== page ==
MMnOn a side note, it has been my experience, in my study of martial arts, that those who talk most about their ablities, are the ones most often called upon to prove them.  When I speak of how my martial arts experience has helped me in dance, I don't think I have ever used the terms striking or grabbing.  This is not the side of martial arts that you should bring to your dancing.  Things like  balance, self control, and fluidity are of the most benefit.                                               — ORSawyer
MMn
____________________________________
From: morse@phwave*.*   Date: 1998/02/01
> Anything that goes wrong on the dance floor is the man's fault.
MM
I have heard this also, and I agree with it, but be sure that you really understand what it means...
MMn
> 5) If anything goes wrong the man takes the blame.
MMn
Yes, I am willing to take the blame for what goes wrong during the dance. Sometimes this means that I take the blame for making a technical error, but not always.  Sometimes, I lead a move that is too advanced for a particular lady to follow.  In this case, I take the blame for not making the proper judgement about my partner's dancing ability.  I've yet to encounter problem 3) or 4) at any dance
venue I attend.  If I do, I will take the blame for not being able to recognize someone who obviously is not yet ready to take their first step on a dance floor.  (4 is being offered in jest, right?)  Statement 1, 2, and 3 are absolutely true, as long as you remember that "the man deals with it" includes the option of not asking the woman to dance in the first place.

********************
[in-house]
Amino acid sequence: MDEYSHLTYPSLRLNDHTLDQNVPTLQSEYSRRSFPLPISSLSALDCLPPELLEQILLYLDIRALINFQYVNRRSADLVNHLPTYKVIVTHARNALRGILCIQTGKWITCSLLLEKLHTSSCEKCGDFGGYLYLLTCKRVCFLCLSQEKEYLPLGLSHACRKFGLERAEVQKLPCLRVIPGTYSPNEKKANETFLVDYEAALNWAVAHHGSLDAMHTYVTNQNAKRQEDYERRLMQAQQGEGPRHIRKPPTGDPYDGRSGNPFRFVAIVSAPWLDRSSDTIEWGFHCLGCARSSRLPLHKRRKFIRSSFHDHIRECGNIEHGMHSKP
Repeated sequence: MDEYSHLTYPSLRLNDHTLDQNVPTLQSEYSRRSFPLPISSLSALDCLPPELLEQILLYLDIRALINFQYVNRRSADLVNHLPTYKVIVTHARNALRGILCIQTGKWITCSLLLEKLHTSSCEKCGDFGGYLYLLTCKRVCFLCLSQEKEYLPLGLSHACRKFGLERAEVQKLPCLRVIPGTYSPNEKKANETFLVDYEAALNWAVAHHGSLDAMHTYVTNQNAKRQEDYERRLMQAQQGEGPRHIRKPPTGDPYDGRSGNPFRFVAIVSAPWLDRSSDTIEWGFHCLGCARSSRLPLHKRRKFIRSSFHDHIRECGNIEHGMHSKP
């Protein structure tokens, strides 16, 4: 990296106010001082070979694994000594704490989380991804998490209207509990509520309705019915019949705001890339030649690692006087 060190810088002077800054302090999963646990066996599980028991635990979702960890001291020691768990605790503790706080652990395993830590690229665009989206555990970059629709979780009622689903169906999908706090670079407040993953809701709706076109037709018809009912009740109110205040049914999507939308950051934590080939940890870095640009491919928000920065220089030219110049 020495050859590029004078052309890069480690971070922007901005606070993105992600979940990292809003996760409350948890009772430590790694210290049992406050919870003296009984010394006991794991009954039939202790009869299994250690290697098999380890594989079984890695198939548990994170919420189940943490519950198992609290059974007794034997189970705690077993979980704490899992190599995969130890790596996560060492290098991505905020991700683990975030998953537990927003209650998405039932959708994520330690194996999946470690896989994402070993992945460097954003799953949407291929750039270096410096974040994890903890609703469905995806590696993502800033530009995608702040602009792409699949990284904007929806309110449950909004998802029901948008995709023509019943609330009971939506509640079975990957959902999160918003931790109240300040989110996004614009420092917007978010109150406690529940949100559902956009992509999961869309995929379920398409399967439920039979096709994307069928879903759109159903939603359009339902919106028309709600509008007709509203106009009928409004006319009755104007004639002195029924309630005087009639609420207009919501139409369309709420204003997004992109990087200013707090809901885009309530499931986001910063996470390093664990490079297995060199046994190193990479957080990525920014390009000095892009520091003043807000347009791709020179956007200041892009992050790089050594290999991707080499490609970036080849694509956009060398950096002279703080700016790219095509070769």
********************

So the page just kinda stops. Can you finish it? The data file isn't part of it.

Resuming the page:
MM
> This has been the standard for centuries, and I see no reason to change now.
> In dance, everyone looks at the woman, she is the star, she makes the couple look good.
MMn
The attention is probably most exclusively the focus of the dance in Latin dancing, and still your above statement is too much of an oversimplification.  The man is not passive; to really make his partner stand out, he must actively project a background of masculine strength (without looking all tight and tense) to serve as contrast against her  feminine movements.  At times, the man must be hardly moving, yet still be dancing.  Don't think that because great male dancers make this look easy, that it really is easy.
MMnAnd in International standard, or closed position American smooth, the whole point is can two people come together and move as one.  And when you get just a little taste of this feeling, it really is incredible, and you suddenly realize that really learning to couple with another person is much more exciting then trying to execute all the steps you know during a dance.
MMn
> The guy is not a "leader", he is a chauffeur.  All he has to do is
> move her around in a reliable way so she can do her thing. If he
> can't drive while she shows off, she should get another driver.
MMn
1.  The man absolutely does NOT move the woman.  She moves herself, in response to the lead.  For this, and many other reasons...
MMn
2.  The chauffeur analogy is not good.  Here's a better one. A dance is a  conversation.  It takes two people to have a conversation, and you don't always know where it's going to end up after it starts. Unless of course, you plan to say the same thing to whoever talks to you, no matter what he says.